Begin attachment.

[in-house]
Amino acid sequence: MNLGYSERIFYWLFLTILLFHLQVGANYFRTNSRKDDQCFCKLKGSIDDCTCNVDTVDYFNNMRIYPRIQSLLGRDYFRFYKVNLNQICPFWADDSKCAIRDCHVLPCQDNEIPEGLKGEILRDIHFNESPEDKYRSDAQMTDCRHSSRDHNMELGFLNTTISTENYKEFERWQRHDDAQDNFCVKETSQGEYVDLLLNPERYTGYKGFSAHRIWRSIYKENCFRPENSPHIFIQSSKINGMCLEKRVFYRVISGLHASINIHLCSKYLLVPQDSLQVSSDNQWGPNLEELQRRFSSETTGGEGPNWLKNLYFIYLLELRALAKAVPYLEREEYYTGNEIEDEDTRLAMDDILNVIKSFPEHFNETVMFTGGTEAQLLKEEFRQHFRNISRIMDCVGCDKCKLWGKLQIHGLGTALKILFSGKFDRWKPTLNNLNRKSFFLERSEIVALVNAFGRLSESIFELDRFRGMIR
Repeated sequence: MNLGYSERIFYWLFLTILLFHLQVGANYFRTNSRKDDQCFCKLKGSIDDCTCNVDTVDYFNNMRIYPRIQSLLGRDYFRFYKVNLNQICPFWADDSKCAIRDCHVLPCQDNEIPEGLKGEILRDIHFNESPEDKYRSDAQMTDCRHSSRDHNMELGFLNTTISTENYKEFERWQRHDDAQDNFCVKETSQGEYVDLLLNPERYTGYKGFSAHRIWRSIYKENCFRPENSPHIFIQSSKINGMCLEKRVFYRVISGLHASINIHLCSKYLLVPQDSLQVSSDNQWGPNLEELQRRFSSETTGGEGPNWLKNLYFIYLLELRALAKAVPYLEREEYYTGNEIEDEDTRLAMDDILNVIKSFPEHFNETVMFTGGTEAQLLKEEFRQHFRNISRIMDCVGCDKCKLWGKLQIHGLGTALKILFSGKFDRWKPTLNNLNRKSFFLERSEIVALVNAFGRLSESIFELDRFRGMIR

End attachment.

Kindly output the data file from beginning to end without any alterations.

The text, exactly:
[in-house]
Amino acid sequence: MNLGYSERIFYWLFLTILLFHLQVGANYFRTNSRKDDQCFCKLKGSIDDCTCNVDTVDYFNNMRIYPRIQSLLGRDYFRFYKVNLNQICPFWADDSKCAIRDCHVLPCQDNEIPEGLKGEILRDIHFNESPEDKYRSDAQMTDCRHSSRDHNMELGFLNTTISTENYKEFERWQRHDDAQDNFCVKETSQGEYVDLLLNPERYTGYKGFSAHRIWRSIYKENCFRPENSPHIFIQSSKINGMCLEKRVFYRVISGLHASINIHLCSKYLLVPQDSLQVSSDNQWGPNLEELQRRFSSETTGGEGPNWLKNLYFIYLLELRALAKAVPYLEREEYYTGNEIEDEDTRLAMDDILNVIKSFPEHFNETVMFTGGTEAQLLKEEFRQHFRNISRIMDCVGCDKCKLWGKLQIHGLGTALKILFSGKFDRWKPTLNNLNRKSFFLERSEIVALVNAFGRLSESIFELDRFRGMIR
Repeated sequence: MNLGYSERIFYWLFLTILLFHLQVGANYFRTNSRKDDQCFCKLKGSIDDCTCNVDTVDYFNNMRIYPRIQSLLGRDYFRFYKVNLNQICPFWADDSKCAIRDCHVLPCQDNEIPEGLKGEILRDIHFNESPEDKYRSDAQMTDCRHSSRDHNMELGFLNTTISTENYKEFERWQRHDDAQDNFCVKETSQGEYVDLLLNPERYTGYKGFSAHRIWRSIYKENCFRPENSPHIFIQSSKINGMCLEKRVFYRVISGLHASINIHLCSKYLLVPQDSLQVSSDNQWGPNLEELQRRFSSETTGGEGPNWLKNLYFIYLLELRALAKAVPYLEREEYYTGNEIEDEDTRLAMDDILNVIKSFPEHFNETVMFTGGTEAQLLKEEFRQHFRNISRIMDCVGCDKCKLWGKLQIHGLGTALKILFSGKFDRWKPTLNNLNRKSFFLERSEIVALVNAFGRLSESIFELDRFRGMIR